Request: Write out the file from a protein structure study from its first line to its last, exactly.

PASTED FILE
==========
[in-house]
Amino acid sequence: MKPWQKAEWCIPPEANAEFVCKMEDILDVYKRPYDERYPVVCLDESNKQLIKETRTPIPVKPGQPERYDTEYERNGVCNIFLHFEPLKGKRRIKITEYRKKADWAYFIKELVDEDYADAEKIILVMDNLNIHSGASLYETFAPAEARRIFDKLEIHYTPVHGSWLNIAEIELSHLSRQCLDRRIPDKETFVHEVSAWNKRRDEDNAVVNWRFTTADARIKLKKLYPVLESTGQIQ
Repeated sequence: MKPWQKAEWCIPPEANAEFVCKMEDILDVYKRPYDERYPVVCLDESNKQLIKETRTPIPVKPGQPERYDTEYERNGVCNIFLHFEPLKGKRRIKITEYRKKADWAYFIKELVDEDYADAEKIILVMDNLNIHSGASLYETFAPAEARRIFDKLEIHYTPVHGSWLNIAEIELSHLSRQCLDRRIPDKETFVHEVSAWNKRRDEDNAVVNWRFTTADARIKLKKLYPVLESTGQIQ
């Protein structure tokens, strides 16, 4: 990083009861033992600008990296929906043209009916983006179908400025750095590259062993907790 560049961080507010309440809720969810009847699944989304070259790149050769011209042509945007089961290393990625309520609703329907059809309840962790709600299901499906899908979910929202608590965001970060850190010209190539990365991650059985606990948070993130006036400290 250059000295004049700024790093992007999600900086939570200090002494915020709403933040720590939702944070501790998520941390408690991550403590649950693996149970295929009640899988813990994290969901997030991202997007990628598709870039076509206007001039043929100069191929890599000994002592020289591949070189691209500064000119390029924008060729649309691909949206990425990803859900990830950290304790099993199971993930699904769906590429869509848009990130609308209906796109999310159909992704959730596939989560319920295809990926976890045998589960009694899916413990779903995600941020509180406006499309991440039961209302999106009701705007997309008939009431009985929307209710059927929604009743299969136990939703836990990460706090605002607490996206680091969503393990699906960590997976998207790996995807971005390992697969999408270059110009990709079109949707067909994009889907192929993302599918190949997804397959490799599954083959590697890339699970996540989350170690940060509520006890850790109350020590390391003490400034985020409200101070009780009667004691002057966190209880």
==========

[in-house]
Amino acid sequence: MKPWQKAEWCIPPEANAEFVCKMEDILDVYKRPYDERYPVVCLDESNKQLIKETRTPIPVKPGQPERYDTEYERNGVCNIFLHFEPLKGKRRIKITEYRKKADWAYFIKELVDEDYADAEKIILVMDNLNIHSGASLYETFAPAEARRIFDKLEIHYTPVHGSWLNIAEIELSHLSRQCLDRRIPDKETFVHEVSAWNKRRDEDNAVVNWRFTTADARIKLKKLYPVLESTGQIQ
Repeated sequence: MKPWQKAEWCIPPEANAEFVCKMEDILDVYKRPYDERYPVVCLDESNKQLIKETRTPIPVKPGQPERYDTEYERNGVCNIFLHFEPLKGKRRIKITEYRKKADWAYFIKELVDEDYADAEKIILVMDNLNIHSGASLYETFAPAEARRIFDKLEIHYTPVHGSWLNIAEIELSHLSRQCLDRRIPDKETFVHEVSAWNKRRDEDNAVVNWRFTTADARIKLKKLYPVLESTGQIQ
């Protein structure tokens, strides 16, 4: 990083009861033992600008990296929906043209009916983006179908400025750095590259062993907790 560049961080507010309440809720969810009847699944989304070259790149050769011209042509945007089961290393990625309520609703329907059809309840962790709600299901499906899908979910929202608590965001970060850190010209190539990365991650059985606990948070993130006036400290 250059000295004049700024790093992007999600900086939570200090002494915020709403933040720590939702944070501790998520941390408690991550403590649950693996149970295929009640899988813990994290969901997030991202997007990628598709870039076509206007001039043929100069191929890599000994002592020289591949070189691209500064000119390029924008060729649309691909949206990425990803859900990830950290304790099993199971993930699904769906590429869509848009990130609308209906796109999310159909992704959730596939989560319920295809990926976890045998589960009694899916413990779903995600941020509180406006499309991440039961209302999106009701705007997309008939009431009985929307209710059927929604009743299969136990939703836990990460706090605002607490996206680091969503393990699906960590997976998207790996995807971005390992697969999408270059110009990709079109949707067909994009889907192929993302599918190949997804397959490799599954083959590697890339699970996540989350170690940060509520006890850790109350020590390391003490400034985020409200101070009780009667004691002057966190209880």